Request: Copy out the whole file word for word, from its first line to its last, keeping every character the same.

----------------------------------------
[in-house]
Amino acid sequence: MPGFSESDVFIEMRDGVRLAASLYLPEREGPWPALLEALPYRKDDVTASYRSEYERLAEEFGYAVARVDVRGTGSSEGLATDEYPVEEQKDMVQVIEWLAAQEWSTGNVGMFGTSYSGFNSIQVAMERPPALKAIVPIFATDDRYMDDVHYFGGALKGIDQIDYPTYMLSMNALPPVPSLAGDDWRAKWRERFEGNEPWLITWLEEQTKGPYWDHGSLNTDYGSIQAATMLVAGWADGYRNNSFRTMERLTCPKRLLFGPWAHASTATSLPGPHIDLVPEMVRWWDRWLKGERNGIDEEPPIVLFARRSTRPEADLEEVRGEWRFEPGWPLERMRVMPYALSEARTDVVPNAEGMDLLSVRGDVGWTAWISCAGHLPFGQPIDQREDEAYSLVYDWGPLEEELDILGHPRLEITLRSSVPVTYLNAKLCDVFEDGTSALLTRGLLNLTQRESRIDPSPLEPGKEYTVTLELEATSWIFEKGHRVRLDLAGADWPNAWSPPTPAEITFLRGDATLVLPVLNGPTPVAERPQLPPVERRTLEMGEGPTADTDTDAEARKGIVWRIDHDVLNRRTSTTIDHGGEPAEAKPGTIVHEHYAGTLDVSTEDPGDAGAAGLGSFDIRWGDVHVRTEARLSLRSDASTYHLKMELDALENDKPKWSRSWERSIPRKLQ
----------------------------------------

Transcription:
[in-house]
Amino acid sequence: MPGFSESDVFIEMRDGVRLAASLYLPEREGPWPALLEALPYRKDDVTASYRSEYERLAEEFGYAVARVDVRGTGSSEGLATDEYPVEEQKDMVQVIEWLAAQEWSTGNVGMFGTSYSGFNSIQVAMERPPALKAIVPIFATDDRYMDDVHYFGGALKGIDQIDYPTYMLSMNALPPVPSLAGDDWRAKWRERFEGNEPWLITWLEEQTKGPYWDHGSLNTDYGSIQAATMLVAGWADGYRNNSFRTMERLTCPKRLLFGPWAHASTATSLPGPHIDLVPEMVRWWDRWLKGERNGIDEEPPIVLFARRSTRPEADLEEVRGEWRFEPGWPLERMRVMPYALSEARTDVVPNAEGMDLLSVRGDVGWTAWISCAGHLPFGQPIDQREDEAYSLVYDWGPLEEELDILGHPRLEITLRSSVPVTYLNAKLCDVFEDGTSALLTRGLLNLTQRESRIDPSPLEPGKEYTVTLELEATSWIFEKGHRVRLDLAGADWPNAWSPPTPAEITFLRGDATLVLPVLNGPTPVAERPQLPPVERRTLEMGEGPTADTDTDAEARKGIVWRIDHDVLNRRTSTTIDHGGEPAEAKPGTIVHEHYAGTLDVSTEDPGDAGAAGLGSFDIRWGDVHVRTEARLSLRSDASTYHLKMELDALENDKPKWSRSWERSIPRKLQ